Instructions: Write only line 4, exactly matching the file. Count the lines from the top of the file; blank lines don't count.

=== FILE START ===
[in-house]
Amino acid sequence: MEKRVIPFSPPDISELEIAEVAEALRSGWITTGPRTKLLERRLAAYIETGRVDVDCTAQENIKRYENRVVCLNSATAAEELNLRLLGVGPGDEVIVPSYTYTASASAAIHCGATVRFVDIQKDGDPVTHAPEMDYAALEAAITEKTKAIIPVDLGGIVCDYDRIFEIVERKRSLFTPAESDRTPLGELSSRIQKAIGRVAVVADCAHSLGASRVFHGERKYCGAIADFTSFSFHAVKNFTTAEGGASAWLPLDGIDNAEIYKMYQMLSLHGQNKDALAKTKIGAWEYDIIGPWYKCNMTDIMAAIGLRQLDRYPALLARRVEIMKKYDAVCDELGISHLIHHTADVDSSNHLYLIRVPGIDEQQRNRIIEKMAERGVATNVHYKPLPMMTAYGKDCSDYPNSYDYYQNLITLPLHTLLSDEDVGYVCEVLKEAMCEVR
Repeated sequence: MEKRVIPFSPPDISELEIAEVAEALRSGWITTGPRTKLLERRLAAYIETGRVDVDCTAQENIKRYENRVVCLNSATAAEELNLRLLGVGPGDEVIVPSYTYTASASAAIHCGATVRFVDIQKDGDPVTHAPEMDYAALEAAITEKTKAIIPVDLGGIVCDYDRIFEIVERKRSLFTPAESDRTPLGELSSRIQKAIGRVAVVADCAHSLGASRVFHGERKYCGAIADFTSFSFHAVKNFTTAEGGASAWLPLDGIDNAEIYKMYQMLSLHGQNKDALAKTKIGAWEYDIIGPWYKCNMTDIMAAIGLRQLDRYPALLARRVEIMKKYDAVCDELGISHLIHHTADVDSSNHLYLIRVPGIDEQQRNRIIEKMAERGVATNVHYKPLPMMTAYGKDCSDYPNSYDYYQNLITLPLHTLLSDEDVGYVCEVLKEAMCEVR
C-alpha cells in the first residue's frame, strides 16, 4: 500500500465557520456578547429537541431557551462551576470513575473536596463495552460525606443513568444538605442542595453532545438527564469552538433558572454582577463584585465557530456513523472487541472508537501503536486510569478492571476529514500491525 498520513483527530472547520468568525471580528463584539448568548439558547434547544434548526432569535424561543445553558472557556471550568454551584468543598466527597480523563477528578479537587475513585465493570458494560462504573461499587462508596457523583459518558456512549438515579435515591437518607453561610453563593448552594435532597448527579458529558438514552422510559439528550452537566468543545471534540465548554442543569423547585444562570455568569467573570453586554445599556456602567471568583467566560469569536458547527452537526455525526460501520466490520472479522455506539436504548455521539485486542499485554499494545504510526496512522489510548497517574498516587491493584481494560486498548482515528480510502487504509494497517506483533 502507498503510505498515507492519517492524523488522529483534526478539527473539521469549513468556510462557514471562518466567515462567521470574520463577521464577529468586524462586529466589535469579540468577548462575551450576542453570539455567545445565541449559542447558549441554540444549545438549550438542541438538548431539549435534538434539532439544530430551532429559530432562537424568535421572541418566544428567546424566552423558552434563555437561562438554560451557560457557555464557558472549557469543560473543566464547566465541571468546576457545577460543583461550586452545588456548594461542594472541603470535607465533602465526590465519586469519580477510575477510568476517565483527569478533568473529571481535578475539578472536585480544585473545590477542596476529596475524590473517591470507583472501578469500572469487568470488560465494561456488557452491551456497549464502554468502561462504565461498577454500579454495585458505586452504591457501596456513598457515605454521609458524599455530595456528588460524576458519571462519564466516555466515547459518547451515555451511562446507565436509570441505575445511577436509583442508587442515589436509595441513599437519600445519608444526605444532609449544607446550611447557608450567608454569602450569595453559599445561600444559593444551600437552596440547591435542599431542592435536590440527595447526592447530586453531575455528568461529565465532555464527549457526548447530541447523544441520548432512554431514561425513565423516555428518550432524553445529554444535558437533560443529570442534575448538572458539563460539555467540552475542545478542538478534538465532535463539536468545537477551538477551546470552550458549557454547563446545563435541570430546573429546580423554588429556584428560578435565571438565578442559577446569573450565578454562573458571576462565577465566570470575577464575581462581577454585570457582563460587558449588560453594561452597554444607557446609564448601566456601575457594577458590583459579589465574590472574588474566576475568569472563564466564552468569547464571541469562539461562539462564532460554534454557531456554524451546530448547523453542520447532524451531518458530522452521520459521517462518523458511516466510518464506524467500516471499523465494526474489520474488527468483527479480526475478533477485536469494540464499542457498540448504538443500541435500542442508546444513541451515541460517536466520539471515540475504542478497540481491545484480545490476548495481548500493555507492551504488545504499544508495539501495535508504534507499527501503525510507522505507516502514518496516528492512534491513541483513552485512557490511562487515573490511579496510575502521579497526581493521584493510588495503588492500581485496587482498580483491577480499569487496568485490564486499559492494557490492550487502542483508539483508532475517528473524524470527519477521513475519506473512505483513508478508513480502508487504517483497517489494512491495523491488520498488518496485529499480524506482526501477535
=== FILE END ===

C-alpha cells in the first residue's frame, strides 16, 4: 500500500465557520456578547429537541431557551462551576470513575473536596463495552460525606443513568444538605442542595453532545438527564469552538433558572454582577463584585465557530456513523472487541472508537501503536486510569478492571476529514500491525 498520513483527530472547520468568525471580528463584539448568548439558547434547544434548526432569535424561543445553558472557556471550568454551584468543598466527597480523563477528578479537587475513585465493570458494560462504573461499587462508596457523583459518558456512549438515579435515591437518607453561610453563593448552594435532597448527579458529558438514552422510559439528550452537566468543545471534540465548554442543569423547585444562570455568569467573570453586554445599556456602567471568583467566560469569536458547527452537526455525526460501520466490520472479522455506539436504548455521539485486542499485554499494545504510526496512522489510548497517574498516587491493584481494560486498548482515528480510502487504509494497517506483533 502507498503510505498515507492519517492524523488522529483534526478539527473539521469549513468556510462557514471562518466567515462567521470574520463577521464577529468586524462586529466589535469579540468577548462575551450576542453570539455567545445565541449559542447558549441554540444549545438549550438542541438538548431539549435534538434539532439544530430551532429559530432562537424568535421572541418566544428567546424566552423558552434563555437561562438554560451557560457557555464557558472549557469543560473543566464547566465541571468546576457545577460543583461550586452545588456548594461542594472541603470535607465533602465526590465519586469519580477510575477510568476517565483527569478533568473529571481535578475539578472536585480544585473545590477542596476529596475524590473517591470507583472501578469500572469487568470488560465494561456488557452491551456497549464502554468502561462504565461498577454500579454495585458505586452504591457501596456513598457515605454521609458524599455530595456528588460524576458519571462519564466516555466515547459518547451515555451511562446507565436509570441505575445511577436509583442508587442515589436509595441513599437519600445519608444526605444532609449544607446550611447557608450567608454569602450569595453559599445561600444559593444551600437552596440547591435542599431542592435536590440527595447526592447530586453531575455528568461529565465532555464527549457526548447530541447523544441520548432512554431514561425513565423516555428518550432524553445529554444535558437533560443529570442534575448538572458539563460539555467540552475542545478542538478534538465532535463539536468545537477551538477551546470552550458549557454547563446545563435541570430546573429546580423554588429556584428560578435565571438565578442559577446569573450565578454562573458571576462565577465566570470575577464575581462581577454585570457582563460587558449588560453594561452597554444607557446609564448601566456601575457594577458590583459579589465574590472574588474566576475568569472563564466564552468569547464571541469562539461562539462564532460554534454557531456554524451546530448547523453542520447532524451531518458530522452521520459521517462518523458511516466510518464506524467500516471499523465494526474489520474488527468483527479480526475478533477485536469494540464499542457498540448504538443500541435500542442508546444513541451515541460517536466520539471515540475504542478497540481491545484480545490476548495481548500493555507492551504488545504499544508495539501495535508504534507499527501503525510507522505507516502514518496516528492512534491513541483513552485512557490511562487515573490511579496510575502521579497526581493521584493510588495503588492500581485496587482498580483491577480499569487496568485490564486499559492494557490492550487502542483508539483508532475517528473524524470527519477521513475519506473512505483513508478508513480502508487504517483497517489494512491495523491488520498488518496485529499480524506482526501477535